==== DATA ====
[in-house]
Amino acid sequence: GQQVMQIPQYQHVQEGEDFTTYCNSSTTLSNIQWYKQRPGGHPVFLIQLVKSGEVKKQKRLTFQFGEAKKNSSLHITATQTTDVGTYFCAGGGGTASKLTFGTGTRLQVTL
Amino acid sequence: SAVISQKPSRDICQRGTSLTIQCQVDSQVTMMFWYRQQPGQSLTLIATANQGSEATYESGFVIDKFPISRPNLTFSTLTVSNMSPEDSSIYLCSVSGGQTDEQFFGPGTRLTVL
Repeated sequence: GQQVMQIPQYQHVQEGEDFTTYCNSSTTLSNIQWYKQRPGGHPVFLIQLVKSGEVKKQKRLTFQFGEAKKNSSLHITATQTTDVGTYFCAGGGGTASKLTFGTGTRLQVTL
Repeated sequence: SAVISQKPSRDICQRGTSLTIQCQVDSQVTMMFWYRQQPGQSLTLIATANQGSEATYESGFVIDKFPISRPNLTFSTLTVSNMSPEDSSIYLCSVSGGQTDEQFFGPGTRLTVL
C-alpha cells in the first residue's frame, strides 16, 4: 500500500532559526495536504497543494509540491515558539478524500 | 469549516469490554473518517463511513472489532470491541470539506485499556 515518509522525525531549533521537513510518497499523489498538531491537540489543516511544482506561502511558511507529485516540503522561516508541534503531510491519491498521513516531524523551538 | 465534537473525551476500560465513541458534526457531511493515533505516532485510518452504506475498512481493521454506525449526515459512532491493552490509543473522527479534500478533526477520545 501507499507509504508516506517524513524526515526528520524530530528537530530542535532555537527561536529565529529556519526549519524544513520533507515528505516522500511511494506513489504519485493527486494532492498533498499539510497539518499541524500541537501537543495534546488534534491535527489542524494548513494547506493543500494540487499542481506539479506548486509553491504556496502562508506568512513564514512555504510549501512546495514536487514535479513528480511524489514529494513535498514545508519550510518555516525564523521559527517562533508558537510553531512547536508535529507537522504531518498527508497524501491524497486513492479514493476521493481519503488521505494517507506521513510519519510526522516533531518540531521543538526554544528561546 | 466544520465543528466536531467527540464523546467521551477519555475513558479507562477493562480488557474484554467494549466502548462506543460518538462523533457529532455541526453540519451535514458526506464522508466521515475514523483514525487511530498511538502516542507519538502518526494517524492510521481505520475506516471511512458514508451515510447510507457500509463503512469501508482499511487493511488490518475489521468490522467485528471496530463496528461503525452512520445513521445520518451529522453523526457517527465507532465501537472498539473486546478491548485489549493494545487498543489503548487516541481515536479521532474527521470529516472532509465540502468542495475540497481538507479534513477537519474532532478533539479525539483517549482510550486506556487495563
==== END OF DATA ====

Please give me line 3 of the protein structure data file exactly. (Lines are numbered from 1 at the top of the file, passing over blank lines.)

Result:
Amino acid sequence: SAVISQKPSRDICQRGTSLTIQCQVDSQVTMMFWYRQQPGQSLTLIATANQGSEATYESGFVIDKFPISRPNLTFSTLTVSNMSPEDSSIYLCSVSGGQTDEQFFGPGTRLTVL